In order to state the main theorem of this section, we first need two definitions.
On the basis of Corollary 8.3.3 another way of characterizing a maximal normal subgroup is as follows: is a maximal normal subgroup of if and only if is simple. (See the exercises below.)
We now state our last definition.
For example, in the case of the previously given normal series for in (11.8), only the first is a composition series for . A composition series for would be: . Note that would not be a composition series for (Why?). Unlike the case of normal series, it is possible that an arbitrary group does not have a composition series (see exercise 1 for this section) or even if it does have one a subgroup of it may not have one. Of course, a finite group does have a composition series.
We now consider the case in which a group, , does have a composition series, and we prove the following important theorem.
Proof: Suppose we are given two composition series. Applying Schreier's refinement theorem (Theorem 11.2.2), we get that the two composition series have equivalent refinements. But the only refinement of a composition series is one obtained by introducing repetitions. If in the 1-1 correspondnece between the factors of these refinements, the paired factors equal to are disregarded (i.e., if we drop the repetitions), we get clearly that the original composition series are equivalent.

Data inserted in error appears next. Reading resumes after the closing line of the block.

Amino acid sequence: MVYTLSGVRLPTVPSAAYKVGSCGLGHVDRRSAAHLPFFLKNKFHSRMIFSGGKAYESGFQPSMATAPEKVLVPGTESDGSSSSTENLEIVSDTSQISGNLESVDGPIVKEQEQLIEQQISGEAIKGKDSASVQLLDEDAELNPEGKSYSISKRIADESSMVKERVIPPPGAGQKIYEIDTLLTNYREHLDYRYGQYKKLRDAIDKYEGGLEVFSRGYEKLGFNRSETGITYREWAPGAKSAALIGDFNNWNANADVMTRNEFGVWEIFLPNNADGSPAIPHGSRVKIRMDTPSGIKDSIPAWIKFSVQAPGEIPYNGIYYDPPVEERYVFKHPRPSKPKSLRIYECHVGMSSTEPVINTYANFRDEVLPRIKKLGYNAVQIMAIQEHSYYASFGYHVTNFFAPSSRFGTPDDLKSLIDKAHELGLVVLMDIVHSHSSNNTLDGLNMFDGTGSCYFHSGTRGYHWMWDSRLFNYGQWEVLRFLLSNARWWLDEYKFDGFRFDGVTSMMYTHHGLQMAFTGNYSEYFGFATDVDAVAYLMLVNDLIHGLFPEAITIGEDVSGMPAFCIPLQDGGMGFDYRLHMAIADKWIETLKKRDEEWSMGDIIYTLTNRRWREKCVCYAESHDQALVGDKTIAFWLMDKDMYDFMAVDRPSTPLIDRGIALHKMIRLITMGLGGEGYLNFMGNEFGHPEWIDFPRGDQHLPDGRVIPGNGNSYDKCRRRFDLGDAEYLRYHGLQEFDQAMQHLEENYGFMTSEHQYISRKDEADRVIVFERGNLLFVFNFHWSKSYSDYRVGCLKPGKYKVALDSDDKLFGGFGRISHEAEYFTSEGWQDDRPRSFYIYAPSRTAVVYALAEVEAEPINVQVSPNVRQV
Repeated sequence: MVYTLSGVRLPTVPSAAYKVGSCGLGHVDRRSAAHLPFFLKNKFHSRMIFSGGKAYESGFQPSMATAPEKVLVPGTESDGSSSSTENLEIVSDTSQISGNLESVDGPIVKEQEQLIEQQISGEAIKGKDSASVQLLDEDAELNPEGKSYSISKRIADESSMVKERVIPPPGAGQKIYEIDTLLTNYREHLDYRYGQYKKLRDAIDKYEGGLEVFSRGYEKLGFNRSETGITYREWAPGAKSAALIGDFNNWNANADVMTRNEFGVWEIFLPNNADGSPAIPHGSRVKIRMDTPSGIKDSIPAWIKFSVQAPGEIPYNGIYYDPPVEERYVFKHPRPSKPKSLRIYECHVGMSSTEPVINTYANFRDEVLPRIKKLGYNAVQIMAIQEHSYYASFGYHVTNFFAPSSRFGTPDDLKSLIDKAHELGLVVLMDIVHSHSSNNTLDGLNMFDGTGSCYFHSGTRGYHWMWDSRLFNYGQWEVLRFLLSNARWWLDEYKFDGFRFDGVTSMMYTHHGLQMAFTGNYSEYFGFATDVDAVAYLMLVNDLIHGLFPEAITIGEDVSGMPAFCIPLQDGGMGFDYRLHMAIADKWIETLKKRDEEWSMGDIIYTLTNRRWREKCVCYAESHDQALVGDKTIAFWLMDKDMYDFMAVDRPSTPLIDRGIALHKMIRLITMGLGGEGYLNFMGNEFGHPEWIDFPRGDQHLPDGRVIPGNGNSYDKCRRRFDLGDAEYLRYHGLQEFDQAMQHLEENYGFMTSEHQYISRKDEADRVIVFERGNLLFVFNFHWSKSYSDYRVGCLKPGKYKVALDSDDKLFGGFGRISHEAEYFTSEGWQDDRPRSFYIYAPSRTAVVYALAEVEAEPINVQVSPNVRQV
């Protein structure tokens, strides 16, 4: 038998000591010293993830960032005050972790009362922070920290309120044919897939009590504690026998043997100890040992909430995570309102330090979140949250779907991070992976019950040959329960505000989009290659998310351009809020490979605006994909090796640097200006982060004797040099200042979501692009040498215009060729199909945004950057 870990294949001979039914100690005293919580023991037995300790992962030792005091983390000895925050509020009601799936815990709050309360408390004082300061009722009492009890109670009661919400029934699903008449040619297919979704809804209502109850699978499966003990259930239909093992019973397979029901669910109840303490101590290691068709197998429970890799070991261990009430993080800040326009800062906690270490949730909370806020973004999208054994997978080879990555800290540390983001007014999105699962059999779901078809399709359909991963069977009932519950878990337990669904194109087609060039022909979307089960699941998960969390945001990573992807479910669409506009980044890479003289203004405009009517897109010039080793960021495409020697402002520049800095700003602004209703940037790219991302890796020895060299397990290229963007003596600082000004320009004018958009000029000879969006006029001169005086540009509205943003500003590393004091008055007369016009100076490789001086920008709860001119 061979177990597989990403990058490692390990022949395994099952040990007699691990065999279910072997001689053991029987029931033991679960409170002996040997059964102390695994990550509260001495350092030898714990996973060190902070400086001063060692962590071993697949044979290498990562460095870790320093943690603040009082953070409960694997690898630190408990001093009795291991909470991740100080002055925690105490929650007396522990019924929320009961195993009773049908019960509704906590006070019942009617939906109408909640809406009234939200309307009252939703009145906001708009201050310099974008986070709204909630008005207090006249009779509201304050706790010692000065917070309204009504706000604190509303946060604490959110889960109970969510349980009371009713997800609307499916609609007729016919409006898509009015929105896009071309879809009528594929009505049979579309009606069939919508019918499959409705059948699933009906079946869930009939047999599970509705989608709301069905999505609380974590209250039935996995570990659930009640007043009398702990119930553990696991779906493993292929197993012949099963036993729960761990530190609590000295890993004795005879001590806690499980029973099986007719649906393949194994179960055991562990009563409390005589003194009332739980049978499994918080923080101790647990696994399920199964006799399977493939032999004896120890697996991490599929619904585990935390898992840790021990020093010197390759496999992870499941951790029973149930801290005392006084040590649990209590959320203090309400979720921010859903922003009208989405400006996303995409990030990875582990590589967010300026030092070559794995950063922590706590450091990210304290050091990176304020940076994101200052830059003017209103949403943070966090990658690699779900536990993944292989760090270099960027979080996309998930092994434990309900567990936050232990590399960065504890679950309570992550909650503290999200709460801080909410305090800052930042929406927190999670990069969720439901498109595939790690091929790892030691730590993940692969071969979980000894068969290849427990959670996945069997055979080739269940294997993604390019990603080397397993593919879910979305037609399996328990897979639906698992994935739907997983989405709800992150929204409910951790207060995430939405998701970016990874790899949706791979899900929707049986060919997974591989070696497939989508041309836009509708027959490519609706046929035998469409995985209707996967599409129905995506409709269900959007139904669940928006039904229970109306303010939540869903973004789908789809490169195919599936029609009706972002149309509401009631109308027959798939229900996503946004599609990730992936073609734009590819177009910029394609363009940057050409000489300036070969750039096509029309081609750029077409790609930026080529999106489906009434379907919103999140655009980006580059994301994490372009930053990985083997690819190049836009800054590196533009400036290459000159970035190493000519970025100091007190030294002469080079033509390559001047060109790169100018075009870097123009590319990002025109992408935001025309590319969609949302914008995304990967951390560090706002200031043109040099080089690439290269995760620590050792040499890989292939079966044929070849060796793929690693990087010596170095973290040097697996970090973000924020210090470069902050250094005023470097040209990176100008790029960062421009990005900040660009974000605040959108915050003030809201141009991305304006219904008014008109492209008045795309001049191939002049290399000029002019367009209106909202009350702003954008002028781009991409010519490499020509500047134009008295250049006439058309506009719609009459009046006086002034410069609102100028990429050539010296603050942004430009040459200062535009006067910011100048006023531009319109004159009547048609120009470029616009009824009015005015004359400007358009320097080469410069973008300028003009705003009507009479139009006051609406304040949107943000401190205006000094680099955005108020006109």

It was mentioned in the introduction to Chapter 6 that the simple groups are important because ``they play a role in finite group theory somewhat analogous to that of the primes in number theory.'' In particular, an arbitrary finite group, , can be broken down into simple components. These uniquely determined simple components are, according to the Jordan-Hölder, the factors of a composition series for .
We close by giving an application of this theorem. In particular, we use the Jordan-Hölder Theorem to prove the uniqueness part of the Fundamental Theorem of Arithmetic. The Fundamental Theorem of Arithmetic states that every positive integer not equal to a prime can be factored uniquely (up to order) into a product of primes.
First, we claim that such a factorization
Indeed, suppose is composite (i.e.,
and is not a prime). Then an easy induction shows
that has a prime divisor and we can write ,
where is an integer satisfying
. If is prime, the claim holds.
Otherwise, has a prime factor , and
where is an integer.
Continuing in this fashion, we must come to an
is a prime , since the sequence
of decreasing positive integers
On the basis of the Jordan-Hölder Theorem,
we can easily show the other part of the Fundamental
Theorem of Arithmetic, i.e., apart from order
of the factors, the representation of as product of primes is
unique. To do this suppose that